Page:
The White House at night - Washington DC, United States

Much of 1600 Pennsylvania’s trash-collection process is kept tightly under wraps. According to an article in the Washingtonian website, the most basic details are hard to find.

The White House and the neighboring residence are like any other home or office, but some of the garbage from various departments and the Oval Office contain sensitive material—everything from off-the-record meeting details to the DNA on the president’s empty Diet Coke cans.

Previous administrations disposed of their trash in “burn bags.” According to a 2006 CBS News report, the Bush era used the bags to discard sensitive documents. According to the report, everything goes into the bag at the close of business.

The Trump Administration did not respond to initial inquiries from the Washingtonian about whether it uses burn bags, but eventually referred questions to the General Services Administration, which oversees day-to-day White House operations. The GSA spokesperson revealed that the Trump White House does, indeed, take out its trash and also recycles.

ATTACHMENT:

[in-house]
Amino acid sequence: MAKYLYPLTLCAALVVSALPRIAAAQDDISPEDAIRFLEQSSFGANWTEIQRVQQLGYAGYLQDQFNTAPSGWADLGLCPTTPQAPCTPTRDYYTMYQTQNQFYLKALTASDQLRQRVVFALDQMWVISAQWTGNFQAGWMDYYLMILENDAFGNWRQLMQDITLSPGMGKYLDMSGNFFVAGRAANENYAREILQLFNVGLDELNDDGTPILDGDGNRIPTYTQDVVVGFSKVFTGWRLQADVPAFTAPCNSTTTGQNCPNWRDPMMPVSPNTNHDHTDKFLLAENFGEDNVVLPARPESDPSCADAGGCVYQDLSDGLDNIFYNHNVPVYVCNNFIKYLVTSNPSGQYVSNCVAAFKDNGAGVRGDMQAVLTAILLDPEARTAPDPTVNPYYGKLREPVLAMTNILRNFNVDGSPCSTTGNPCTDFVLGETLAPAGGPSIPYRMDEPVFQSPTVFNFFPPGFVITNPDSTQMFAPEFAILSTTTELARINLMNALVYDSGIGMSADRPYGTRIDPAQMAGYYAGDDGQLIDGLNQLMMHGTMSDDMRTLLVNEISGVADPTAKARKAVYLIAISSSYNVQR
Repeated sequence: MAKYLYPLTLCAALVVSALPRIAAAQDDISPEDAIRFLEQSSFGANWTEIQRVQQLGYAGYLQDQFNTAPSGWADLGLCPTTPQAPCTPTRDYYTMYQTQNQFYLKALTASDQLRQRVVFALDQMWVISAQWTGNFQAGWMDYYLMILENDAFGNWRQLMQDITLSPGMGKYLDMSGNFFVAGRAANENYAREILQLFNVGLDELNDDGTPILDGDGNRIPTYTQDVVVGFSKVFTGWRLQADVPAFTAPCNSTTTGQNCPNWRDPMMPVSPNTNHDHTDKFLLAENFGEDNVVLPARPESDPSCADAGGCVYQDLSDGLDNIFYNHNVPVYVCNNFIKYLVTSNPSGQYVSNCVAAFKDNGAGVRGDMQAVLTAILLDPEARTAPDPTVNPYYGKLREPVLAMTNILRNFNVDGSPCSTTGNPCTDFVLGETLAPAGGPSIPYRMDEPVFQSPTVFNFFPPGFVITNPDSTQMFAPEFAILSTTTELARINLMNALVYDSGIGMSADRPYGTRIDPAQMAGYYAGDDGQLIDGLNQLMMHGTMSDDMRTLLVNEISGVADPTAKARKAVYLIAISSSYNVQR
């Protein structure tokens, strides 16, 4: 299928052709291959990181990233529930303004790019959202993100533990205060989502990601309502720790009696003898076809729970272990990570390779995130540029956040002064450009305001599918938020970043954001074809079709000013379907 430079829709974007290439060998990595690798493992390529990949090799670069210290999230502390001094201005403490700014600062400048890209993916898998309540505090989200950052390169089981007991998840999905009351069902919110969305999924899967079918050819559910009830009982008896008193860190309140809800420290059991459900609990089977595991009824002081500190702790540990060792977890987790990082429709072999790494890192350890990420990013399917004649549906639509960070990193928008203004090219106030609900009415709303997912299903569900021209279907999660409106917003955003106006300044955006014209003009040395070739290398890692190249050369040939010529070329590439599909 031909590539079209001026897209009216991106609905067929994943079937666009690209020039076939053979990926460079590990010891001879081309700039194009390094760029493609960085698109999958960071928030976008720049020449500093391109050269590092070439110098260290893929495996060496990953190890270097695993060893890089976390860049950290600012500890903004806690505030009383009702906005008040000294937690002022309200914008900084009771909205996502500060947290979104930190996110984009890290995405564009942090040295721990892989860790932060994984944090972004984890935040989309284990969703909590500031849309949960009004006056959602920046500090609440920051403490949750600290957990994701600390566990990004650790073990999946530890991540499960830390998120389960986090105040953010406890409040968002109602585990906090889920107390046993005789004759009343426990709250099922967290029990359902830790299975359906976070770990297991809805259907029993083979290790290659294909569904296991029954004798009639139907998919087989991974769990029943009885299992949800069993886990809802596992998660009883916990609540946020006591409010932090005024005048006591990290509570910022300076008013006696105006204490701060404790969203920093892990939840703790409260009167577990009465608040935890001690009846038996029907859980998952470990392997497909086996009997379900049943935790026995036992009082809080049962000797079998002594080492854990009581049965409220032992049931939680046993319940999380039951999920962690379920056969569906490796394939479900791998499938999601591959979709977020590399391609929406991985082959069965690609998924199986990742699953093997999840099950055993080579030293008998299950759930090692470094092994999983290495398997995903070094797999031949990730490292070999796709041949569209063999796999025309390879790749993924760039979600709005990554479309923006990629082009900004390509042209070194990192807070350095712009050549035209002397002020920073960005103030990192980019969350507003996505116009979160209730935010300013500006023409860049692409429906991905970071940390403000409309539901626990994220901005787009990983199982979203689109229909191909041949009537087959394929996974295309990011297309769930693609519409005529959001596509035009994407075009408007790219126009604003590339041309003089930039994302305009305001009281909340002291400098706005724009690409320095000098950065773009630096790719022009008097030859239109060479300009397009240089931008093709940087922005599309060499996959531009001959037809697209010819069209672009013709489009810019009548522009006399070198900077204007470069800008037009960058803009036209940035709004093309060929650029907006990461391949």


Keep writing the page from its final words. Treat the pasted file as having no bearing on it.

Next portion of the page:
A burn bag is the common name given to a container (usually a paper bag or some other waste receptacle) that holds sensitive or classified documents which are to be destroyed by fire or pulping.

Destruction via burn bags is considered superior to shredding, because shredded documents may be reconstructed.

“Similar to our other GSA facilities, we use single stream collection for recycling, which means items are sorted offsite and recycled accordingly,” the White House statement said.

The White House briefing room and reporter-filing quarters have both trash and recycling bins, but it’s unclear which company deals with the refuse, and whether those collectors must pass a round of security checks, the article said.